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Thomas Schütte

Rosa Kacheln (Pink Tiles) (1977–80) by Thomas Schütte (b. 1954, Oldenburg) is a wall-based installation comprising 246 rectangular pieces of painted plastic that describe three vertical shapes reminiscent of ancient Greek columns. The tiles sit on nails rather than being fixed directly to the wall, giving the installation a provisional feel that is at odds with the monumentality of the shape it depicts. Created when Schütte was studying painting at the Dusseldorf Academy of Art, the work is one of a number of installations the artist made with tiles between 1977–90, which are also his first works in sculpture, the medium for which he is now best known. Schütte researched masonry and made a number of abstract and figurative drawings in which he tested how to position the 'bricks' in order to create a realistic representation of a wall. This preparatory process is indicative of the artist's interest in craftsmanship and 'decoration', making art 'with your hands and body... the virtual does not interest me at all', he has said. 'A scratch in a copperplate, a fingerprint in clay, or burnt polystyrene: that's what I like. Precisely the kind of things that were forbidden in our college days: the artist's mark, finger, body, something individual.'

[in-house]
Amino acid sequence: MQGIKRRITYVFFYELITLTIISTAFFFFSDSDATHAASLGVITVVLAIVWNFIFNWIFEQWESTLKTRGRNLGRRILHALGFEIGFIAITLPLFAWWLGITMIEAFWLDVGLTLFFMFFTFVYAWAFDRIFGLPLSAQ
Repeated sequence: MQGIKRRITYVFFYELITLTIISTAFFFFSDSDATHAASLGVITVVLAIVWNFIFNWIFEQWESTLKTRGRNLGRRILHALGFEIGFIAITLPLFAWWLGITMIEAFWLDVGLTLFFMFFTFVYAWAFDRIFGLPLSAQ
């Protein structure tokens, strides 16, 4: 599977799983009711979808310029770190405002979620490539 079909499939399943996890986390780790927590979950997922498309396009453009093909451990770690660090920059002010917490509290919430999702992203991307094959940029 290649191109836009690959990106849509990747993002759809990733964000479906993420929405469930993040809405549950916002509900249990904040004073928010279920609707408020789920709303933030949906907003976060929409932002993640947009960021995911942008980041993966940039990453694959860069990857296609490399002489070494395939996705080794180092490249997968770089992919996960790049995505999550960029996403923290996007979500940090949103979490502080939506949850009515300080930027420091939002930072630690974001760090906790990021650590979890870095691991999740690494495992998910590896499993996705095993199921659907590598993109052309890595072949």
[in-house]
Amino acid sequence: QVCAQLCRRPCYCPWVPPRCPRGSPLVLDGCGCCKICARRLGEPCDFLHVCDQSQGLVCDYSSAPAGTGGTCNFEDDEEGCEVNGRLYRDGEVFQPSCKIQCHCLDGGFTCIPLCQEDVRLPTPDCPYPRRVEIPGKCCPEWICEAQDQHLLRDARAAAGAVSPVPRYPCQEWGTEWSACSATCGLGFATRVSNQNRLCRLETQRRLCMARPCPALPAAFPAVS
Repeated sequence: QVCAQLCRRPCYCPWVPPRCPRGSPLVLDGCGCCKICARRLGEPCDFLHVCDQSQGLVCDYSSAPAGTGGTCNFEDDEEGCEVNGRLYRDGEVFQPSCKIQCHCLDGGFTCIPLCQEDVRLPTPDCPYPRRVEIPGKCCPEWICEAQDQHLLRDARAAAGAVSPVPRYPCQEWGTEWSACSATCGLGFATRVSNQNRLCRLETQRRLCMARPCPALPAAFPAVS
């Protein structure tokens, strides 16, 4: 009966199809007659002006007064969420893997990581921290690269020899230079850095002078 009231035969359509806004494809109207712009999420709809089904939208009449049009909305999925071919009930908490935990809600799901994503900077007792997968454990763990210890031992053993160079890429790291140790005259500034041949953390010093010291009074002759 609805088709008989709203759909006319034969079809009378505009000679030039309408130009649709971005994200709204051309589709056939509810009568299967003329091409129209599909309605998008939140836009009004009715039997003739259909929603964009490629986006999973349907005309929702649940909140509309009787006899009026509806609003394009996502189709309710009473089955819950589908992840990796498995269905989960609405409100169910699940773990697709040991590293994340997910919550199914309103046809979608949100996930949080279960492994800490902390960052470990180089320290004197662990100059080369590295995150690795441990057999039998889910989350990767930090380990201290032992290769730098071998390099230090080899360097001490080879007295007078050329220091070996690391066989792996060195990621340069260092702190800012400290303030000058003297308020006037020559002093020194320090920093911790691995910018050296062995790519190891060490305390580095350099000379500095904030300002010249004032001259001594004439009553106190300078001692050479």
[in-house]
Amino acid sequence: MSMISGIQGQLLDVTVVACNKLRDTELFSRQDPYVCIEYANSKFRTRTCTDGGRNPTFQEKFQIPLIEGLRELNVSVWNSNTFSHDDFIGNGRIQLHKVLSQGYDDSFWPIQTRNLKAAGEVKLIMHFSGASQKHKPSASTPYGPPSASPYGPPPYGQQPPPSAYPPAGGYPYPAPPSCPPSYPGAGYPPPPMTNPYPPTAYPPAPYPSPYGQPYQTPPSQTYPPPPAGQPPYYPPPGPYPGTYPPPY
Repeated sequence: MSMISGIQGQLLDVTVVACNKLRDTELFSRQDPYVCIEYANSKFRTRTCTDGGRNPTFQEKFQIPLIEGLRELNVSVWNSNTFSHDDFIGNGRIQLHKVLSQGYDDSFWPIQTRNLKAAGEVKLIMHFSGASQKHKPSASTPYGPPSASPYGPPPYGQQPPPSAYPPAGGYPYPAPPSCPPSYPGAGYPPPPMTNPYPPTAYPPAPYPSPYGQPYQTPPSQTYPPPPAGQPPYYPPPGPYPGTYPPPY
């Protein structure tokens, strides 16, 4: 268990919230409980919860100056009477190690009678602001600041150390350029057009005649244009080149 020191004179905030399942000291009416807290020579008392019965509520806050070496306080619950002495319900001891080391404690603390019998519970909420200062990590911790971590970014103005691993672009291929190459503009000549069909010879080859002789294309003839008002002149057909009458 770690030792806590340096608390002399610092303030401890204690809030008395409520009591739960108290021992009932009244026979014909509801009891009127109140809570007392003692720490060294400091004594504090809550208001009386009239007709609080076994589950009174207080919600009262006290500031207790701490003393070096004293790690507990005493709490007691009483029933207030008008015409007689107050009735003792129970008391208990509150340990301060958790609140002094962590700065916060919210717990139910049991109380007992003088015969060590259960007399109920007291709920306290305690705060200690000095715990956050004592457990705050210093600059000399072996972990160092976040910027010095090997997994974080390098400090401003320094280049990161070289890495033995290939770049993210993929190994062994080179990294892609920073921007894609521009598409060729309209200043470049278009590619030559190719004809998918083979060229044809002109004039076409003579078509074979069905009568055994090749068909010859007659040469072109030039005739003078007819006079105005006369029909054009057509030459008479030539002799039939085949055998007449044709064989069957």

Artworks

  1. Thomas Schütte Rosa Kacheln (Pink Tiles), 1977-1980

    Vernis sur plastique
    274 pièces
    10 x 20 cm chacune
    Collection Mudam Luxembourg
    Acquisition 2003
    © Photo : Konrad Fisher gallery

Marina Abramović, "Video Portrait Gallery", 1975-1998 | Collection Mudam Luxembourg | Acquisition 2001
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